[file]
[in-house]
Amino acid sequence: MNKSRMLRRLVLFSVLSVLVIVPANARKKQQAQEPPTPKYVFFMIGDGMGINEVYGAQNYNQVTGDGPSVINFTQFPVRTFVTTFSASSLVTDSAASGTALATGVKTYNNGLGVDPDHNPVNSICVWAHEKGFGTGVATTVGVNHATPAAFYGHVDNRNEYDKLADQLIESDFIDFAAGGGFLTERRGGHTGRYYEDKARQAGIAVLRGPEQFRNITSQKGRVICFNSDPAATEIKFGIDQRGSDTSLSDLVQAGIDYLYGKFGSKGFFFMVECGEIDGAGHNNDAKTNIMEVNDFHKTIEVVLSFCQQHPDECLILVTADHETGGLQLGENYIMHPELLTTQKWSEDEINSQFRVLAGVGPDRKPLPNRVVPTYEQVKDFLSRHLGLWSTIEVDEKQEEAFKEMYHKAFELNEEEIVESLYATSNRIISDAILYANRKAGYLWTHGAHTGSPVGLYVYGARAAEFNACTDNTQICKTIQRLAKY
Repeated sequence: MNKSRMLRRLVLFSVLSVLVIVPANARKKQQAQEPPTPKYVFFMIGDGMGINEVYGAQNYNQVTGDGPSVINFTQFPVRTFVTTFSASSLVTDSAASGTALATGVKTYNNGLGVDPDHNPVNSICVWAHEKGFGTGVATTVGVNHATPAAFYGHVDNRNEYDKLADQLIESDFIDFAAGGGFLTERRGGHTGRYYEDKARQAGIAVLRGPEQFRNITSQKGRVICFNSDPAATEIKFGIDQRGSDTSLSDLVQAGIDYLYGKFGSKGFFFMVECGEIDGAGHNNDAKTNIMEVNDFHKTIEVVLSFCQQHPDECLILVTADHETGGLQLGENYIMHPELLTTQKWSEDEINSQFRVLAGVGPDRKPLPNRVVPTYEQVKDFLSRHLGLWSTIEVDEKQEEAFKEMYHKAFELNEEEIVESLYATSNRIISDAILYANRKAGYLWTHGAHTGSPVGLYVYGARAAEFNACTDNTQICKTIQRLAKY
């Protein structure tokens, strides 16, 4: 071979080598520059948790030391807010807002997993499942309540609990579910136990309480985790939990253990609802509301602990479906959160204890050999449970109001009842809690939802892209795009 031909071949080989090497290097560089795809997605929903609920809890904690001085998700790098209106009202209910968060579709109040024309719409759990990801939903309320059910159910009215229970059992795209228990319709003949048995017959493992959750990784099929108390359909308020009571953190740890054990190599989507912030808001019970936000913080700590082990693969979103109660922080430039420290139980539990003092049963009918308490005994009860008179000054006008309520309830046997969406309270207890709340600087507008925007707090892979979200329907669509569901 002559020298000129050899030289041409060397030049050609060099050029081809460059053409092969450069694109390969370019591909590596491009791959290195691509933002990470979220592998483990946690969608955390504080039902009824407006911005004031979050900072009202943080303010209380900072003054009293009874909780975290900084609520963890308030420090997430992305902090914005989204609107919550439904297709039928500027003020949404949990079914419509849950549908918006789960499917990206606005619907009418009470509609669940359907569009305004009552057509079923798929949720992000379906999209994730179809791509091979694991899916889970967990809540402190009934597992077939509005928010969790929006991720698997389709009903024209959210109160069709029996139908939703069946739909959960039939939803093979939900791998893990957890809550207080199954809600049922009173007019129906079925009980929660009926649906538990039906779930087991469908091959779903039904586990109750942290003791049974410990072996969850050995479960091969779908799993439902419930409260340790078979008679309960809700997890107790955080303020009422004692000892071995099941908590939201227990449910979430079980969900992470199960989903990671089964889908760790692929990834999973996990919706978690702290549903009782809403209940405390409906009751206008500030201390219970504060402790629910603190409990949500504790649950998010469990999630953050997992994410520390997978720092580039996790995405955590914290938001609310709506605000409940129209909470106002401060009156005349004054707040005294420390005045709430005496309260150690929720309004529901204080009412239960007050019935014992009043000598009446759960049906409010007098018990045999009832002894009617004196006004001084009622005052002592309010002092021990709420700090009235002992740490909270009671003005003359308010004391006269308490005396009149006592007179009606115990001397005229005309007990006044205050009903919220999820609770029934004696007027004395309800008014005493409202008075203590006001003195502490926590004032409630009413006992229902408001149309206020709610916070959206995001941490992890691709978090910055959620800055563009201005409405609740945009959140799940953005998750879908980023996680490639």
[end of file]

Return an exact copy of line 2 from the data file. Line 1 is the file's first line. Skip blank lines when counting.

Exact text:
Amino acid sequence: MNKSRMLRRLVLFSVLSVLVIVPANARKKQQAQEPPTPKYVFFMIGDGMGINEVYGAQNYNQVTGDGPSVINFTQFPVRTFVTTFSASSLVTDSAASGTALATGVKTYNNGLGVDPDHNPVNSICVWAHEKGFGTGVATTVGVNHATPAAFYGHVDNRNEYDKLADQLIESDFIDFAAGGGFLTERRGGHTGRYYEDKARQAGIAVLRGPEQFRNITSQKGRVICFNSDPAATEIKFGIDQRGSDTSLSDLVQAGIDYLYGKFGSKGFFFMVECGEIDGAGHNNDAKTNIMEVNDFHKTIEVVLSFCQQHPDECLILVTADHETGGLQLGENYIMHPELLTTQKWSEDEINSQFRVLAGVGPDRKPLPNRVVPTYEQVKDFLSRHLGLWSTIEVDEKQEEAFKEMYHKAFELNEEEIVESLYATSNRIISDAILYANRKAGYLWTHGAHTGSPVGLYVYGARAAEFNACTDNTQICKTIQRLAKY